Kinmon gosan no kiri (The Golden Gate and Paulownia Crest: 金門五三桐), written by Namiki Gohei I, premiered in 1788 as a five-act drama (it was renamed Sanmon gosan no kiri for its premiere in Edo in 1800). The first staging of Ishikawa Goemon's exploits occurred in the 1680s. The play recounts the tale of Ishikawa Goemon, a notorious rônin (a "wave man" or "floating man," i.e., masterless samurai: 浪人) during the reign of the shôgun Toyotomi Hideyoshi (1536-1598). At age sixteen, while attempting to steal from his master, Goemon murdered three men and went underground. He lived as a bandit for two decades until, in 1594, he was captured during a failed attempt to kill Hideyoshi. Goemon met a grisly end by being boiled in oil.
The theatrical Goemon was transformed into a hero — fearless, elusive, and endowed with magical powers. He is identified as a son of Sô Sokei (whose alias was Ôinosuke), a Chinese general, who as a child was brought up by Takechi Mitsuhide (武智光秀), a warlord defeated by Mashiba Hisayoshi (the historical Toyotomi Hideyoshi, 豊臣秀吉, 1537- 1598). Goemon first appears in Act I as a Zen priest named Reizan Kokushi (霊山國師) from the Nanzen Temple in Kyôto who steals a treasure belonging to the Mashiba clan and kills a retainer named Tsutsui Junkei who tries to thwart the theft. While on the run, Goemon takes refuge atop the main gate of the Nanzen Temple. There, for a moment, he admires the beautiful hanging cherry blossoms, when a hawk suddenly flies up to him, holding a torn kimono sleeve in its beak with an inscription — written in blood — revealing that his murdered father was involved in a plot to overthrow Mashiba Hisayoshi in the name of the Chinese emperor. Upon learning this, Goemon vows to take revenge against Hisayoshi.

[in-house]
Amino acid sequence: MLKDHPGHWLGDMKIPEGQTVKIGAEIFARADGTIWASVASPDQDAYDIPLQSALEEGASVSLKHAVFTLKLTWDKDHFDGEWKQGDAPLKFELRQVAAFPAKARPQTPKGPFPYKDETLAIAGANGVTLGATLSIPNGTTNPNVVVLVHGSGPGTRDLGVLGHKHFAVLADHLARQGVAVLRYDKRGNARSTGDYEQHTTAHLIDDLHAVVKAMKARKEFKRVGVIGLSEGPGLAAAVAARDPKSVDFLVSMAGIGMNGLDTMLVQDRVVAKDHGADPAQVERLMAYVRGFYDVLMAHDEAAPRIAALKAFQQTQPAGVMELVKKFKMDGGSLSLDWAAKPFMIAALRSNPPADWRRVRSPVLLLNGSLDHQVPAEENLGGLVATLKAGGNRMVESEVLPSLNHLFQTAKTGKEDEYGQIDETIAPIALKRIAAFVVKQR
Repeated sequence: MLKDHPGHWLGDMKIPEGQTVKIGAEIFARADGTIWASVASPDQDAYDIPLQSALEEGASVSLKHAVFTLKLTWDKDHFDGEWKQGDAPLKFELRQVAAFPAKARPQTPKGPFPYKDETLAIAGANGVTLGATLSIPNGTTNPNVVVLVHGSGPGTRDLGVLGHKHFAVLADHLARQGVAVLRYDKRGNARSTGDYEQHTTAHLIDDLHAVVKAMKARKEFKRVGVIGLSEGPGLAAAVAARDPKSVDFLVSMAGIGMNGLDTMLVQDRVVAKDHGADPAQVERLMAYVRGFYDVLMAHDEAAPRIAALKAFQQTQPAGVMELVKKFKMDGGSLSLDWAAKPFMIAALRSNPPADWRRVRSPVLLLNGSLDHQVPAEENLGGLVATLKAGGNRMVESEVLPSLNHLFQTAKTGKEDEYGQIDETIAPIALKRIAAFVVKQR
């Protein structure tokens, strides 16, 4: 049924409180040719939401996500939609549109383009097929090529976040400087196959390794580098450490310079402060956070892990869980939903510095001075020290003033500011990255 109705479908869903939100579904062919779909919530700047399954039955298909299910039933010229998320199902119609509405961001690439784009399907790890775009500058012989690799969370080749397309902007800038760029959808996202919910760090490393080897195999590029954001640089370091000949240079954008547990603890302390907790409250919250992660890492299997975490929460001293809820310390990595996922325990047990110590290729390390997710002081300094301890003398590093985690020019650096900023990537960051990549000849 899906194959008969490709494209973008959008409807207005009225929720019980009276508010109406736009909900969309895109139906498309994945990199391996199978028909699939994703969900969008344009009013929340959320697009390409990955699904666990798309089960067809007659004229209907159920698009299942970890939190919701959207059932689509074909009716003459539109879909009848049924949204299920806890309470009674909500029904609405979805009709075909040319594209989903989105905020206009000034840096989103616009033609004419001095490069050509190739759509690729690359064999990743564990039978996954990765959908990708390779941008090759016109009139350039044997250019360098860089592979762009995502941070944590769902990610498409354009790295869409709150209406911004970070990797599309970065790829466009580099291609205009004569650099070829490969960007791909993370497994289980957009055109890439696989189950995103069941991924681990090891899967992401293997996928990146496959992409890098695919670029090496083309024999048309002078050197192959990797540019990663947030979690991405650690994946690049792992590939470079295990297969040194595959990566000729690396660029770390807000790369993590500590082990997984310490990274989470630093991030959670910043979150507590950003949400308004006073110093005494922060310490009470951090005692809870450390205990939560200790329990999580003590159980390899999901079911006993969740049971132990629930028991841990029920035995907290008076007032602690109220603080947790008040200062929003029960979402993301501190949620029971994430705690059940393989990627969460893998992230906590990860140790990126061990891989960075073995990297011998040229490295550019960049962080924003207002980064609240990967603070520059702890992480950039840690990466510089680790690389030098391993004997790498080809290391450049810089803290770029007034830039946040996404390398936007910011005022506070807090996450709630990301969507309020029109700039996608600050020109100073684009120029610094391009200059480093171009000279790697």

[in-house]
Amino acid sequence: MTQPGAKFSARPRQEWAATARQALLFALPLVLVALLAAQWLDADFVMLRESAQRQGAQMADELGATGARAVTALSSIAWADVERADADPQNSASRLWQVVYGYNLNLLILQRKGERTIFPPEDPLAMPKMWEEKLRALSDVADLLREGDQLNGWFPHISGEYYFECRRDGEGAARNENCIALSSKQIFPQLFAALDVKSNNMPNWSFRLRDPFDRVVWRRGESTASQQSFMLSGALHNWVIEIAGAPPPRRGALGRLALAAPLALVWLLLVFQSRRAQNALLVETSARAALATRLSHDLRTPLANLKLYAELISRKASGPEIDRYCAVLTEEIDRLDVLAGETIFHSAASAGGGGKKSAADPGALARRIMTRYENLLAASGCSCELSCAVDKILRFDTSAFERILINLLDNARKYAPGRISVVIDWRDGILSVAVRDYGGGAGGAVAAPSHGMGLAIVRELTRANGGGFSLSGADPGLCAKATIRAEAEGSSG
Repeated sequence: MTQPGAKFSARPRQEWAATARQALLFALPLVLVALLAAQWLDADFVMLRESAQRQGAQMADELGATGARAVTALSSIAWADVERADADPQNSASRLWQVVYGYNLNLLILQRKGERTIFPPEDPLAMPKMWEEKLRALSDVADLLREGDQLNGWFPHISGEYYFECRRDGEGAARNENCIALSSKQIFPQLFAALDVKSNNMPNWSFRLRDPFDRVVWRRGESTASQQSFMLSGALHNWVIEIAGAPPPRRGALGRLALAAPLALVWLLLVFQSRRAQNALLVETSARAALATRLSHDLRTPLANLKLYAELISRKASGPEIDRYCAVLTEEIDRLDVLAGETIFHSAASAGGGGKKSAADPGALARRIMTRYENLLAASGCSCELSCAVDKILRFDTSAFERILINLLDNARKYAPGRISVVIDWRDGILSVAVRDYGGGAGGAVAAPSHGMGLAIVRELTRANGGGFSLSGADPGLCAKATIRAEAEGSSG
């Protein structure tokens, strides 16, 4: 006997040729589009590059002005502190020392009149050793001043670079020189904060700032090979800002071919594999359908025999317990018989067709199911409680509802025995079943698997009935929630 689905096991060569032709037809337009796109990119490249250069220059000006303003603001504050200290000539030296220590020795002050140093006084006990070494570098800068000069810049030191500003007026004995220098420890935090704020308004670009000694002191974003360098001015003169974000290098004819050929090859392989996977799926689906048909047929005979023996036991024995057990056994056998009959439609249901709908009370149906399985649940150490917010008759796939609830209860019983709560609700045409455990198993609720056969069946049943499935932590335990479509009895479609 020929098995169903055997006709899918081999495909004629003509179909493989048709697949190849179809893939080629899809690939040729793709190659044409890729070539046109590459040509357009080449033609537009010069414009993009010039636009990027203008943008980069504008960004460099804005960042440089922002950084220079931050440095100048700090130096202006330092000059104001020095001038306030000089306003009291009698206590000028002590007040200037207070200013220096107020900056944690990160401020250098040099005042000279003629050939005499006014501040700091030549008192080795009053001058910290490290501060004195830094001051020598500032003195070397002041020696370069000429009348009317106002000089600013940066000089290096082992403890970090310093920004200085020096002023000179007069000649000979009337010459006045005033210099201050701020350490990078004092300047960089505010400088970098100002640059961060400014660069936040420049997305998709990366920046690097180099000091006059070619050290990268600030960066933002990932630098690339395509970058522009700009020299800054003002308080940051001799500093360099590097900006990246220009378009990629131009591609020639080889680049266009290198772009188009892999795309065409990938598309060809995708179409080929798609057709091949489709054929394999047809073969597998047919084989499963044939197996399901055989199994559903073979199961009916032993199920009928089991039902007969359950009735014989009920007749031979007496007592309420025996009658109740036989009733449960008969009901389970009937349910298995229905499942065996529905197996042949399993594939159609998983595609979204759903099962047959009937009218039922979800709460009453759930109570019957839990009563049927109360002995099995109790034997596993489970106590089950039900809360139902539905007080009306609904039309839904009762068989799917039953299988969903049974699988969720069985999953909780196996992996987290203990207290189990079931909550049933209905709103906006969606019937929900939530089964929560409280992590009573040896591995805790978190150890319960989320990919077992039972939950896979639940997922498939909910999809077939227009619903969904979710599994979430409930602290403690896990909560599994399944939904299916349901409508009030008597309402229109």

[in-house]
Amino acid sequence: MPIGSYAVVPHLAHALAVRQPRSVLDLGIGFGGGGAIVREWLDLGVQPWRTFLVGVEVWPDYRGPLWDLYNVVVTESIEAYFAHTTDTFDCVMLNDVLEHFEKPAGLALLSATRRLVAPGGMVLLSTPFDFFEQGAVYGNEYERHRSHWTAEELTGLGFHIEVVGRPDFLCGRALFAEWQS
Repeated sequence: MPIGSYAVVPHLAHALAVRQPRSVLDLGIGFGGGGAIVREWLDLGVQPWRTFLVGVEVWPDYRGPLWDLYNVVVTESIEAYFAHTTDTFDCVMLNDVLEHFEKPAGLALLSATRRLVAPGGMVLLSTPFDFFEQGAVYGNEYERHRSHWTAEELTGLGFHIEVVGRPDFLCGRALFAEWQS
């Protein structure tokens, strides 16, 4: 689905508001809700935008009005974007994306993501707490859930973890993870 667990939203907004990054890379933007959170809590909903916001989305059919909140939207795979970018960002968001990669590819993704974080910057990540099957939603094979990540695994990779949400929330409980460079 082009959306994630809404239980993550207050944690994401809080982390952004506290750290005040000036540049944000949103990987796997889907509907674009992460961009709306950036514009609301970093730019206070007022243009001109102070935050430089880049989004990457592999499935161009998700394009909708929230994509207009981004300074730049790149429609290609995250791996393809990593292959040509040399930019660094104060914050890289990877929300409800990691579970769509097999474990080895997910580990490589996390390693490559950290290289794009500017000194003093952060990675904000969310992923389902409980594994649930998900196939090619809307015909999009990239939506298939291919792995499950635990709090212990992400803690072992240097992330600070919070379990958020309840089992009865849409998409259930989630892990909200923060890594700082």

Hokushû has portrayed Goemon in his disguise as the priest Reizan. He is shown on the hanamichi (runway, lit., "flower path": 花道), the raised passageway extending from stage-right into the audience and along which dramatic entrances, exits, and action frequently take place, to the delight of theater patrons. Indeed, many of the most dramatic or celebrated moments in particular plays take place during entrances, climactic poses, or exits along the hanamichi. Given the importance of the hanamichi, it is surprising that actor prints do not often depict the hanamichi, and this is especially so with kamigata-e (prints from Osaka and Kyoto). Thus this design is one of the rare exceptions.
Hokushû has done a marvelous job in capturing the physical presence of the actor Nakamura Utaemon III on the hanamichi. Close to the audience, he strikes a dramatic pose. His mie (glare: 見得) and wide stance, echoed by his black priest's robe with flaring tassels, establish a defiant figure as the plot unfolds. It must have been a stirring moment for those in the audience closest to the hanamichi, who would have felt the most direct impact of this superstar's performance.
The poem has been transliterated as Niramitaru me o odorokasu shiuchi kana kaesu i no kokujin shirôtomo [Itamoto-sha Makoto-torô] (にらみたる眼を驚かす仕打かなかへす衣の黒人素人も 「板本舎丹都郎」). The verse mentions the black garments and the intense glare of the eyes.
- IKBYS-I, no. 118 (Ikeda Bunko no. Ike-109478, Ike-41962, Z0451-118)
- Museum of Fine Arts, Boston (acc no. 11.35358)
- Hendrick Lühl Collection (Luh-HKSU054)
- IKB-I, no. 2-378
- KNP-6, p. 86
- NKE, p. 551